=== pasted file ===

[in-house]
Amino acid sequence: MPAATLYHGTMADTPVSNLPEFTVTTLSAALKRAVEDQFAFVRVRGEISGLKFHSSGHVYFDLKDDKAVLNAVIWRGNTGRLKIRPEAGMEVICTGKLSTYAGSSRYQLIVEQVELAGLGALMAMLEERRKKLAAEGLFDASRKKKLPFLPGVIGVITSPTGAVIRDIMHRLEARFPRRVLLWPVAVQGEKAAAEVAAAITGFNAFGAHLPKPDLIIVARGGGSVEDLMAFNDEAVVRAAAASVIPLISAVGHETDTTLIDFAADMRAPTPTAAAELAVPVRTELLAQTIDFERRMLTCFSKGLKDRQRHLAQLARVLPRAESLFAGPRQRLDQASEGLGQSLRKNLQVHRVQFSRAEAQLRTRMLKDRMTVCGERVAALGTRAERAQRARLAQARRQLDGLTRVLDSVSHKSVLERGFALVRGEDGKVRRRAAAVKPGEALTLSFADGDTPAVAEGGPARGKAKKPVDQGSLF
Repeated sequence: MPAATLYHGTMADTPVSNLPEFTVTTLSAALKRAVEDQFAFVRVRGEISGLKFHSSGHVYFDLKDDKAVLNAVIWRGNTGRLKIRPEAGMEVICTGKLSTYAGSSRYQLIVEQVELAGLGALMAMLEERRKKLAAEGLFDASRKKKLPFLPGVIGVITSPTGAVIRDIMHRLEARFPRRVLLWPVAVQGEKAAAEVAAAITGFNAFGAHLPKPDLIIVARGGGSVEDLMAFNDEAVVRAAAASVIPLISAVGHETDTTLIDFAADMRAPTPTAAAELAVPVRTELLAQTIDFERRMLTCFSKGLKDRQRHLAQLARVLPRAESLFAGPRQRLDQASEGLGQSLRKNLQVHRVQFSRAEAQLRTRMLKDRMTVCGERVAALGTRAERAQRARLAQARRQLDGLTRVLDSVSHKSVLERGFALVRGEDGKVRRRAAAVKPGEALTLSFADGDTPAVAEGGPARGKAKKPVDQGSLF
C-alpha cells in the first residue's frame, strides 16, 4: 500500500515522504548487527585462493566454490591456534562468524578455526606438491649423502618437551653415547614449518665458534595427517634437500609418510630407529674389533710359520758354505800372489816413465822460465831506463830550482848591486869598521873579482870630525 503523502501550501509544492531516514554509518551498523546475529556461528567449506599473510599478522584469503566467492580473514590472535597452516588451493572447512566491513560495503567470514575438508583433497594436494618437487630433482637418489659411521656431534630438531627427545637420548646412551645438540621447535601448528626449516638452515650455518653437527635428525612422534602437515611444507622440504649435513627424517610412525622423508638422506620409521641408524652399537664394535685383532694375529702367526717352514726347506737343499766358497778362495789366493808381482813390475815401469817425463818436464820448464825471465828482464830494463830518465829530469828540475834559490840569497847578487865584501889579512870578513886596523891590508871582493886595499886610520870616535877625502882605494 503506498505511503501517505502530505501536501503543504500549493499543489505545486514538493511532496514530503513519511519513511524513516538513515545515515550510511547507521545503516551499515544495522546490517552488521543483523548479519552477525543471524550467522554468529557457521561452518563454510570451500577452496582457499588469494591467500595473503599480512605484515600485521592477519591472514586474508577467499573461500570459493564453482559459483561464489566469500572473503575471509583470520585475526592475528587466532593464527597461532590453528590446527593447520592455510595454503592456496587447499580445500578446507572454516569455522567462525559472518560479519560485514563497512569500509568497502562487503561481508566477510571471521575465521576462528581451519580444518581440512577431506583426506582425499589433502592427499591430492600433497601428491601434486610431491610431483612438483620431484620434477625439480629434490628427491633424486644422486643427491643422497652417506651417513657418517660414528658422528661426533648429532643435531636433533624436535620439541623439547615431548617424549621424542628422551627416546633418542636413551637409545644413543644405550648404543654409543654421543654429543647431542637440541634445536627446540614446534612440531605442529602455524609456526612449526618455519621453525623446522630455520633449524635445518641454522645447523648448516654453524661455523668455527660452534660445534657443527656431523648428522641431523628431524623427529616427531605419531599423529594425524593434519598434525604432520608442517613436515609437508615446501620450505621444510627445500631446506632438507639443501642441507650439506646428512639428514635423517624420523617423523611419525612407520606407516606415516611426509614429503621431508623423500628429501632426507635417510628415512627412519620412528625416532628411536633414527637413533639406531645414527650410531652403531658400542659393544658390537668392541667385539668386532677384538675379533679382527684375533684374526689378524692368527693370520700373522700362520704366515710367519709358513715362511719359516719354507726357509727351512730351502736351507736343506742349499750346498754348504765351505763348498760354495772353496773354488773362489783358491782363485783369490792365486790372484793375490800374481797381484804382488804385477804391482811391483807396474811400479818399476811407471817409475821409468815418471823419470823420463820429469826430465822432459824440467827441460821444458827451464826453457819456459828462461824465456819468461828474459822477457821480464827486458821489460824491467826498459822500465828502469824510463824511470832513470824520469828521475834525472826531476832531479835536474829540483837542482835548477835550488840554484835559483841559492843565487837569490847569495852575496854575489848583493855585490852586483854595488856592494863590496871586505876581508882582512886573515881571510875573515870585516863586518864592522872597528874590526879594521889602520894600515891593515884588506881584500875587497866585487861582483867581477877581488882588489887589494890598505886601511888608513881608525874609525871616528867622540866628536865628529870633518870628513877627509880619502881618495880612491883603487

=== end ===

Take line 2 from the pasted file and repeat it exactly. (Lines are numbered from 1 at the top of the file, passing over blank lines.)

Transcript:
Amino acid sequence: MPAATLYHGTMADTPVSNLPEFTVTTLSAALKRAVEDQFAFVRVRGEISGLKFHSSGHVYFDLKDDKAVLNAVIWRGNTGRLKIRPEAGMEVICTGKLSTYAGSSRYQLIVEQVELAGLGALMAMLEERRKKLAAEGLFDASRKKKLPFLPGVIGVITSPTGAVIRDIMHRLEARFPRRVLLWPVAVQGEKAAAEVAAAITGFNAFGAHLPKPDLIIVARGGGSVEDLMAFNDEAVVRAAAASVIPLISAVGHETDTTLIDFAADMRAPTPTAAAELAVPVRTELLAQTIDFERRMLTCFSKGLKDRQRHLAQLARVLPRAESLFAGPRQRLDQASEGLGQSLRKNLQVHRVQFSRAEAQLRTRMLKDRMTVCGERVAALGTRAERAQRARLAQARRQLDGLTRVLDSVSHKSVLERGFALVRGEDGKVRRRAAAVKPGEALTLSFADGDTPAVAEGGPARGKAKKPVDQGSLF